Every now and then I get these comments on my images that read: "Is this even real?". As I am a photographer, who is aiming to capture the magical side of reality, one that is often overlooked by many, this question could simply mean that someone does not see how this could be real, because they have never seen anything like this in real life. Perhaps the commenters have only ever seen this in movies like Lord of the Rings.
Still, these comments often give me a little sting, because whatever I do to my images....they are not composites, they represent how I perceived a scene. And then recently I was listening to an interview with a Dutch documentary maker. She had filmed a documentary about a true sportsman, but had focussed on this man doing domestic jobs, like folding the laundry. The sportsman was not amused by the way he was portrayed, but this was the image the documentary maker had got from this man's life.
I started to think how different this documentary might have been if it had been filmed by someone, who was a sportsman as well. For sure, there would not have been an emphasis on the laundry folding in such a documentary. If this documentary had been filmed by a teenager who was into video games, you bet that this documentary would have focussed on yet another part of this man's life.
This is how photography works as well. An image is not just an objective pictorial representation of a situation or scene. It can't be. Even if a journalist takes a picture of a riot, he or she will single out one shot that tells the story, but only the story as perceived by the journalist, no matter how much integrity he or she has. I remember a picture in the local newspaper of a squat of a nearby castle. The police had come to raid the place and from what I knew myself (as this was not that far from my home) the situation was quite grim.
The picture however depicted a young red-haired girl in a hooded black cardigan, the guy next to her wore a black shirt with a rather distinctive skull on it. He was taking the crusts off a large block of cheese. The sky in the background was spectacular and a fire lit up the face of the girl. I did not even care about the journalistic story behind this image anymore, the image was moving, it told an entirely different story than perhaps a police officer on duty that evening would have told you.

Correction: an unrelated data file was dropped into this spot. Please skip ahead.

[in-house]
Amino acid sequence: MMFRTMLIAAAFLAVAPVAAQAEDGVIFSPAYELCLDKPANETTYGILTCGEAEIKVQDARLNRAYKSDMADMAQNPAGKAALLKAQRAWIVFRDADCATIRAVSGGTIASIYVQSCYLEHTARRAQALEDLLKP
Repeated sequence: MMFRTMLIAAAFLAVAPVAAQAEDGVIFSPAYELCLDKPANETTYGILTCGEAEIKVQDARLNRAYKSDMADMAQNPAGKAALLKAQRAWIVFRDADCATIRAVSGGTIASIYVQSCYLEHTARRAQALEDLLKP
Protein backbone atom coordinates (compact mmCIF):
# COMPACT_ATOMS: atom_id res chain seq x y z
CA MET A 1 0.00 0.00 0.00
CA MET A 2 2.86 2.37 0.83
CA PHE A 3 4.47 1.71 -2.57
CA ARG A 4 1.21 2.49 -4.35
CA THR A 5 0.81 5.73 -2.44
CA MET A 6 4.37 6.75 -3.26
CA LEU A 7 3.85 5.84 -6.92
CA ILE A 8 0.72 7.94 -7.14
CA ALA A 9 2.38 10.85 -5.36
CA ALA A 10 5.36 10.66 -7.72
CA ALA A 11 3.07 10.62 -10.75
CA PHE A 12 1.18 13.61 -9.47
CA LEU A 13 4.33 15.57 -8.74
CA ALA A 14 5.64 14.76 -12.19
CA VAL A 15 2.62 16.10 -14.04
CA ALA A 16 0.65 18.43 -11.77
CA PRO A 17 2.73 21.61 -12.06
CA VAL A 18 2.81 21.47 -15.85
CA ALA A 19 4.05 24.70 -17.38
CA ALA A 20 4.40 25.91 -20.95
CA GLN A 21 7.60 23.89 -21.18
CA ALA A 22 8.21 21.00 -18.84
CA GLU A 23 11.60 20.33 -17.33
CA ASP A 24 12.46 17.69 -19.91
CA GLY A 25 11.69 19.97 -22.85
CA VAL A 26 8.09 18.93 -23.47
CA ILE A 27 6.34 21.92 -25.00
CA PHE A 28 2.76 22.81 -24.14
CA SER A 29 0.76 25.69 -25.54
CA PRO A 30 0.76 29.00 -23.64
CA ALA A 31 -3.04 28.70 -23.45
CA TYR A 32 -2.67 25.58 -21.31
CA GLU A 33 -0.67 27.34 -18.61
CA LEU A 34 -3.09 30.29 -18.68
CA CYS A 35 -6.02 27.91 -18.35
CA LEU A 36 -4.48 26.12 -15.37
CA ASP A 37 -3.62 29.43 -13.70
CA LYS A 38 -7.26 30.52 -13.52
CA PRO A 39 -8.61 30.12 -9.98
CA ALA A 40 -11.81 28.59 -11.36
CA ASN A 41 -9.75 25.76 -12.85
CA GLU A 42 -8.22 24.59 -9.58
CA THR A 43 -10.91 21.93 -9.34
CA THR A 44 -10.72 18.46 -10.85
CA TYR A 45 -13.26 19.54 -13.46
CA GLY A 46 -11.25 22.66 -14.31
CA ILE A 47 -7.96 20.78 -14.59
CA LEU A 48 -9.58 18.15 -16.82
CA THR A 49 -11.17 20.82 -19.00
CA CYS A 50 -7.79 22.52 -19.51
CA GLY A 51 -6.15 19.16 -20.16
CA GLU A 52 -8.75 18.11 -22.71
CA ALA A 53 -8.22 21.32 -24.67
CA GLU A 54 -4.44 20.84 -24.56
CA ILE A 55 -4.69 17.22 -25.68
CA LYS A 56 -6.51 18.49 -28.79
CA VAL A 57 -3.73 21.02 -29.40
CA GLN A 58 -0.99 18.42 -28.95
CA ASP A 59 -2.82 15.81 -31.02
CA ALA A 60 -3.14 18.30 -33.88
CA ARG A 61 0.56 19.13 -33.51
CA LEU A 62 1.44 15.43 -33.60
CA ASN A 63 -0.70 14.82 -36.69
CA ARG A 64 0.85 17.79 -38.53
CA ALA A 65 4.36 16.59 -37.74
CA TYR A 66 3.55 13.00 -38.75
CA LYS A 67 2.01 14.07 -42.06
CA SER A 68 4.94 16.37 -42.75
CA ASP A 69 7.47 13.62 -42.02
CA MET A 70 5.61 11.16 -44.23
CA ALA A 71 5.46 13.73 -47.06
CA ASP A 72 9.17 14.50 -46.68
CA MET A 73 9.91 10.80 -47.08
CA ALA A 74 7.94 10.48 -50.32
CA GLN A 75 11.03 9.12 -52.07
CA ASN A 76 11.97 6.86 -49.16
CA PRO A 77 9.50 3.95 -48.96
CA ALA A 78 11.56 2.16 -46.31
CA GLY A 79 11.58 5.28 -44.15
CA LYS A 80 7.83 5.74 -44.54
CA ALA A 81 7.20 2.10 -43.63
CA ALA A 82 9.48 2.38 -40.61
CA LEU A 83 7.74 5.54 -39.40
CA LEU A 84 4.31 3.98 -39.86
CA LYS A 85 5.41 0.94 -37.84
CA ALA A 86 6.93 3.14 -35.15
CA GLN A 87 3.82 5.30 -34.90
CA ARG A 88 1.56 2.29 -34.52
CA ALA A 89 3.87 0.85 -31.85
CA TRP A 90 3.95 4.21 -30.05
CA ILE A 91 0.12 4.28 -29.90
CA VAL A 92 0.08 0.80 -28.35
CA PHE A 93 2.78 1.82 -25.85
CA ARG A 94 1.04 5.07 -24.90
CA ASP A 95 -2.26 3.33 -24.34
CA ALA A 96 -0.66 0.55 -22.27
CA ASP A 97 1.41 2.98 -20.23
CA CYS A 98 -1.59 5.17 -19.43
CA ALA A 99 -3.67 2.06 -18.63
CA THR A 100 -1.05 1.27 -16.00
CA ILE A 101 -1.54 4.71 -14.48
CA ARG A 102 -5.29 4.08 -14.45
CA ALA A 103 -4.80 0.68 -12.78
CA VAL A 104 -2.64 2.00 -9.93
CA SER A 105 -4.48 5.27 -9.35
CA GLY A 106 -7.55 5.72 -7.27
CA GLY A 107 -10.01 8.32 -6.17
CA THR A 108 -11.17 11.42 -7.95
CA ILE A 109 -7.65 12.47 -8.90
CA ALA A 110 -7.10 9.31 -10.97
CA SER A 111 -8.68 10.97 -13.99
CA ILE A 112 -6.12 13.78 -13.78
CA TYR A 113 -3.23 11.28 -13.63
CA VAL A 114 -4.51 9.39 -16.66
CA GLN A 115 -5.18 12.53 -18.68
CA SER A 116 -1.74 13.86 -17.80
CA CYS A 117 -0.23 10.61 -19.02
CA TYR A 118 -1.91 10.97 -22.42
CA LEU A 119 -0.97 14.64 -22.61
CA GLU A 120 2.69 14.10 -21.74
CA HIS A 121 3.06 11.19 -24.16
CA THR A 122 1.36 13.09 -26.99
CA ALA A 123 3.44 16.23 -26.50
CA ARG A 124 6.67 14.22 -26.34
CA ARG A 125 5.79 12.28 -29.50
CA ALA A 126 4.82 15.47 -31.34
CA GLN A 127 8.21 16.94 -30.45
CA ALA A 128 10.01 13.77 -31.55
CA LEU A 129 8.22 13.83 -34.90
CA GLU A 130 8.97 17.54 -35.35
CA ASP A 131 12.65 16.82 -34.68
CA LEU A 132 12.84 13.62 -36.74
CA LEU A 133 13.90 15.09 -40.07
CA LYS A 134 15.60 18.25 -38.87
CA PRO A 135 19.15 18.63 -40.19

What this scene not reality? Yes, it was...of course it was. My point is that every photographer has his or her own way of looking at this world and will pick out different things in what we think of as reality. Let me give you another example. At one point we bought a Honda, which is a small car brand in this country. There are not that many Honda's around. Yet, after we bought the Honda, we saw them everywhere. We added the Honda to our experience, our every day life and so our brain would just pick up on more Honda's. This does not mean a new reality was created, nor were there all of a sudden more Honda's in this country. Our way of looking changed and this is why we saw more of them.
Every photographer's way of perceiving was influenced by so many things in his or her life. Everything from the circumstances in which you were brought up, passions, the things your parents loved, the way you cope with things, the books you read, the music you like....it all makes you perceive "reality" in your own way. This means that there is no such thing as one reality. I might be looking at a scene and see something totally different than you and might take a picture of something that did not stand out to you at all.
That is why photography is not just a two dimensional image of reality. It is a slice of a reality as perceived by a photographer, translated and interpreted with the help of tools like a camera, lens and later; post processing.
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